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By Paul Homewood

Ralph Alexander reviews a new study on Greenland’s ice sheet:

The climate doomsday machine makes much more noise about warming-induced melting of Greenland’s ice sheet than Antarctica’s, even though the Greenland sheet holds only about 10% as much ice. That’s because the smaller Greenland ice sheet is melting at a faster rate and contributes more to sea level rise. But the melt rate is no faster today than it was 90 years ago and appears to have slowed over the last few years.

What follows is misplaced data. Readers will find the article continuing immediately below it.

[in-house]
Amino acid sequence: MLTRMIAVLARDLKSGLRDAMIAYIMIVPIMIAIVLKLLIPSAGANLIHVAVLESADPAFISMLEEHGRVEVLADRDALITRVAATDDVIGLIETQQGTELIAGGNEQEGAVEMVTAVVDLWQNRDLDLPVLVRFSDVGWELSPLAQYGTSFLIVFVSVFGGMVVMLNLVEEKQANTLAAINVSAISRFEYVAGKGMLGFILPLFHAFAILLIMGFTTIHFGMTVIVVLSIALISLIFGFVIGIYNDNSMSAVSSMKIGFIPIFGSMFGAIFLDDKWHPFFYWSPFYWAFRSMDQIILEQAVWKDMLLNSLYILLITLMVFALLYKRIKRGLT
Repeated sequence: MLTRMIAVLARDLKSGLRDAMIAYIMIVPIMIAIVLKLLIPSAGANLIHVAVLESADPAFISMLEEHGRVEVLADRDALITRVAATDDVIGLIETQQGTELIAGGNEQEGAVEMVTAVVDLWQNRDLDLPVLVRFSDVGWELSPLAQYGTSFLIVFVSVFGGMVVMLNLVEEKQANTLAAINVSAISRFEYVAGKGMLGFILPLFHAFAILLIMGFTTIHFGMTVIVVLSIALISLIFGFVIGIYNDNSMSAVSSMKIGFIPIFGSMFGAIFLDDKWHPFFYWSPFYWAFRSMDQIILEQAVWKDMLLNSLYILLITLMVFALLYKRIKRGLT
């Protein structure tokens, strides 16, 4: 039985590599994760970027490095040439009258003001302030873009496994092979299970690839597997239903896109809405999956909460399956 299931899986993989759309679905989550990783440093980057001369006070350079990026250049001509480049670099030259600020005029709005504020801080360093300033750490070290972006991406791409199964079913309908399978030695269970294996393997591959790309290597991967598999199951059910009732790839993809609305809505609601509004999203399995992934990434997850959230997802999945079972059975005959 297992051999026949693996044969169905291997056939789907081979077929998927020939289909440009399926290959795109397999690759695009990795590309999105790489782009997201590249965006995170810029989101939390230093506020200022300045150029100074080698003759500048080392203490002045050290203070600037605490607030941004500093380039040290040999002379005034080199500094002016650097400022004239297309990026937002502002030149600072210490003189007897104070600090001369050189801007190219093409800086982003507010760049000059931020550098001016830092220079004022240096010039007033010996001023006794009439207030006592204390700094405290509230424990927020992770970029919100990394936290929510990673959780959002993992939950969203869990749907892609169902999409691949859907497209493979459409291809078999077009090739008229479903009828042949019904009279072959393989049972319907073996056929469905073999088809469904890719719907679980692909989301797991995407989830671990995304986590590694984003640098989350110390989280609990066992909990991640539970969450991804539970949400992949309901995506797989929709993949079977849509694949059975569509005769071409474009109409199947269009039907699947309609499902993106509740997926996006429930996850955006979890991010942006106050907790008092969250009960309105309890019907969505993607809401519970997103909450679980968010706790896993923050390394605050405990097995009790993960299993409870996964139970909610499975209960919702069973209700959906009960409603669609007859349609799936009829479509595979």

Full story here.

Below is the key graph, with Ralph’s comments:

Temperature records confirm that it was just as warm in Greenland between the 1920s and 60s as now.

This latest study by Mankoff et al indicates that the ice cap was melting at a similar rate back then as well.

According to the IPCC, melting of the Greenland icesheet was contributing 0.63mm a year to sea level rise, just over two inches per century. Given that the 19thC was the coldest era in Greenland since the ice age, there should be little surprise or worry about this.

Nothing that is happening is “unprecedented”, nor is the ice loss accelerating. Indeed the opposite seems to be happening.

All indications suggest that the ice sheet will actually start growing again, when the Atlantic Multidecadal Oscillation, AMO, turns negative again.


NOVEMBER 25, 2021